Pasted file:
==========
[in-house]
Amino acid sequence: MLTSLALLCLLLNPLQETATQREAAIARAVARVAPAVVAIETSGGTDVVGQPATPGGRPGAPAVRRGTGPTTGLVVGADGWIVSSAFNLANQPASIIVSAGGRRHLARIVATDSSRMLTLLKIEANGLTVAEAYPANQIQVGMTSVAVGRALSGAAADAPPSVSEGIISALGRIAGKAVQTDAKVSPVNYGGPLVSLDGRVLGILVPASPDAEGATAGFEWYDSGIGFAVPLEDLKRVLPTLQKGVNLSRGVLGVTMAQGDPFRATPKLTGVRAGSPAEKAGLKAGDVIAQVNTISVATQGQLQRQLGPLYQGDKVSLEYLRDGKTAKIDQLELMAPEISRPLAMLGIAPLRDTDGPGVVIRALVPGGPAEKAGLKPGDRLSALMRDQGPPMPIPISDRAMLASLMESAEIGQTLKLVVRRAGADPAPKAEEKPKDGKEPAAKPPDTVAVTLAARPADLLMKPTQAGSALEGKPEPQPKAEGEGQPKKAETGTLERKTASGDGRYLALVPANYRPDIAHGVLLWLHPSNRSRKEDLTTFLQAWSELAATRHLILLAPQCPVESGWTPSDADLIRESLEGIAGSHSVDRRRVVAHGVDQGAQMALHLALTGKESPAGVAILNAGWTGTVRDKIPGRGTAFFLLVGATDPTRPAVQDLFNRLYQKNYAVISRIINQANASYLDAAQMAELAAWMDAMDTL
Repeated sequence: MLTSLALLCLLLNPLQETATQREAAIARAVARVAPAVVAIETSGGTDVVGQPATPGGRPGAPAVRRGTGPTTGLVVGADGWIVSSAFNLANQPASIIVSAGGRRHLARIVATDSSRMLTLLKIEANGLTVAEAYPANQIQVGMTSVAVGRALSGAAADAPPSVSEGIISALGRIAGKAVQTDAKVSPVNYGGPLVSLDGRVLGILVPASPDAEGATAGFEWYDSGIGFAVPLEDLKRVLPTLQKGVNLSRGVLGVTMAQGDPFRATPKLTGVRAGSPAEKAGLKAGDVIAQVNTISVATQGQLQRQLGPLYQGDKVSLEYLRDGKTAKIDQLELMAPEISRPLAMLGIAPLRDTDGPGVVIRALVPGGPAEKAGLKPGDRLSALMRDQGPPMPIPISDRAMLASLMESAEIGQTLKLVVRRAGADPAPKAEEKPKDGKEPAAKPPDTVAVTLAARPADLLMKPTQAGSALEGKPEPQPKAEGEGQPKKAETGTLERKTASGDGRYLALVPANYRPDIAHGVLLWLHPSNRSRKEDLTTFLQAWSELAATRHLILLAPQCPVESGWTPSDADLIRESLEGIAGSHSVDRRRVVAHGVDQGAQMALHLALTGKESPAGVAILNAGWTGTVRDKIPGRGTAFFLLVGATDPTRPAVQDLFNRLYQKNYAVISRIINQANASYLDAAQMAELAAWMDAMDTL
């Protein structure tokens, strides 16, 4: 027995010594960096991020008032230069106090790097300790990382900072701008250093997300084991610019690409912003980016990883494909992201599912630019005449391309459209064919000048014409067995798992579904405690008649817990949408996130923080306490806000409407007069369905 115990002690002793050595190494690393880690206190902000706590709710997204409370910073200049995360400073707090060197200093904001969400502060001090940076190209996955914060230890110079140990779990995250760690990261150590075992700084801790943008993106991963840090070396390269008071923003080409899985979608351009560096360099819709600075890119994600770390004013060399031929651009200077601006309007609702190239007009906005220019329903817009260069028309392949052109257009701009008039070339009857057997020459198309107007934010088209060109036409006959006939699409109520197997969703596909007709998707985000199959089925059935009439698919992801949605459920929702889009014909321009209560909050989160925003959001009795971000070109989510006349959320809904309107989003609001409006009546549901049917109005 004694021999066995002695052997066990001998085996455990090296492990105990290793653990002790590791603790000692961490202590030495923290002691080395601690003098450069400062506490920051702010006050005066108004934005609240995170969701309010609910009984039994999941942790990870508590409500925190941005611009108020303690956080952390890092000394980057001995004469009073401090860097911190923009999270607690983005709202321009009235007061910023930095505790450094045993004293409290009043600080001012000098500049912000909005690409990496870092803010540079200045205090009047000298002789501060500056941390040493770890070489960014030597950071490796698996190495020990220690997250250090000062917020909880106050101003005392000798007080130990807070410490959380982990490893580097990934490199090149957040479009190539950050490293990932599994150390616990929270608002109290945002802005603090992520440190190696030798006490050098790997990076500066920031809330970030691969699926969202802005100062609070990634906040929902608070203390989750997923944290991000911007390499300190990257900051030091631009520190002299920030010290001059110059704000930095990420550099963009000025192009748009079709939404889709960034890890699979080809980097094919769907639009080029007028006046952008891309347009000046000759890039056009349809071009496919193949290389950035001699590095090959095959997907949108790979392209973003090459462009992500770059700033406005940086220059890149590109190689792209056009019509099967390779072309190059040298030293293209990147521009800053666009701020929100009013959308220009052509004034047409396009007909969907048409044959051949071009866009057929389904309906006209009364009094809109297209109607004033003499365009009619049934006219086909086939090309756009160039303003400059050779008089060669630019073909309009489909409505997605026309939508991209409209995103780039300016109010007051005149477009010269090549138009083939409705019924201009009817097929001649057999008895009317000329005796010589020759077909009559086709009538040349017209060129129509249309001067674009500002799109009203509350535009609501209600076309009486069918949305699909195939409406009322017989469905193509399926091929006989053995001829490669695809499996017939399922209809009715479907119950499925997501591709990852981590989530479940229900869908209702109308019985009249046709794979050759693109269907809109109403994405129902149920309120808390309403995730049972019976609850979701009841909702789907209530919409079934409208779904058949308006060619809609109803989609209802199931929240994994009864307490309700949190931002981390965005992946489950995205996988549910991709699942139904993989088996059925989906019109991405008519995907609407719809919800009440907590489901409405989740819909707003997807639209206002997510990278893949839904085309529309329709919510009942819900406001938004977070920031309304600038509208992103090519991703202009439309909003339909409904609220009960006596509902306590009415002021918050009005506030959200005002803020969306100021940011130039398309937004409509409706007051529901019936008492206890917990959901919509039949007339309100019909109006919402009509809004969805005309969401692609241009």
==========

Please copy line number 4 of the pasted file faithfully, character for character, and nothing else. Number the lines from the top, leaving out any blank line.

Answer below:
């Protein structure tokens, strides 16, 4: 027995010594960096991020008032230069106090790097300790990382900072701008250093997300084991610019690409912003980016990883494909992201599912630019005449391309459209064919000048014409067995798992579904405690008649817990949408996130923080306490806000409407007069369905 115990002690002793050595190494690393880690206190902000706590709710997204409370910073200049995360400073707090060197200093904001969400502060001090940076190209996955914060230890110079140990779990995250760690990261150590075992700084801790943008993106991963840090070396390269008071923003080409899985979608351009560096360099819709600075890119994600770390004013060399031929651009200077601006309007609702190239007009906005220019329903817009260069028309392949052109257009701009008039070339009857057997020459198309107007934010088209060109036409006959006939699409109520197997969703596909007709998707985000199959089925059935009439698919992801949605459920929702889009014909321009209560909050989160925003959001009795971000070109989510006349959320809904309107989003609001409006009546549901049917109005 004694021999066995002695052997066990001998085996455990090296492990105990290793653990002790590791603790000692961490202590030495923290002691080395601690003098450069400062506490920051702010006050005066108004934005609240995170969701309010609910009984039994999941942790990870508590409500925190941005611009108020303690956080952390890092000394980057001995004469009073401090860097911190923009999270607690983005709202321009009235007061910023930095505790450094045993004293409290009043600080001012000098500049912000909005690409990496870092803010540079200045205090009047000298002789501060500056941390040493770890070489960014030597950071490796698996190495020990220690997250250090000062917020909880106050101003005392000798007080130990807070410490959380982990490893580097990934490199090149957040479009190539950050490293990932599994150390616990929270608002109290945002802005603090992520440190190696030798006490050098790997990076500066920031809330970030691969699926969202802005100062609070990634906040929902608070203390989750997923944290991000911007390499300190990257900051030091631009520190002299920030010290001059110059704000930095990420550099963009000025192009748009079709939404889709960034890890699979080809980097094919769907639009080029007028006046952008891309347009000046000759890039056009349809071009496919193949290389950035001699590095090959095959997907949108790979392209973003090459462009992500770059700033406005940086220059890149590109190689792209056009019509099967390779072309190059040298030293293209990147521009800053666009701020929100009013959308220009052509004034047409396009007909969907048409044959051949071009866009057929389904309906006209009364009094809109297209109607004033003499365009009619049934006219086909086939090309756009160039303003400059050779008089060669630019073909309009489909409505997605026309939508991209409209995103780039300016109010007051005149477009010269090549138009083939409705019924201009009817097929001649057999008895009317000329005796010589020759077909009559086709009538040349017209060129129509249309001067674009500002799109009203509350535009609501209600076309009486069918949305699909195939409406009322017989469905193509399926091929006989053995001829490669695809499996017939399922209809009715479907119950499925997501591709990852981590989530479940229900869908209702109308019985009249046709794979050759693109269907809109109403994405129902149920309120808390309403995730049972019976609850979701009841909702789907209530919409079934409208779904058949308006060619809609109803989609209802199931929240994994009864307490309700949190931002981390965005992946489950995205996988549910991709699942139904993989088996059925989906019109991405008519995907609407719809919800009440907590489901409405989740819909707003997807639209206002997510990278893949839904085309529309329709919510009942819900406001938004977070920031309304600038509208992103090519991703202009439309909003339909409904609220009960006596509902306590009415002021918050009005506030959200005002803020969306100021940011130039398309937004409509409706007051529901019936008492206890917990959901919509039949007339309100019909109006919402009509809004969805005309969401692609241009």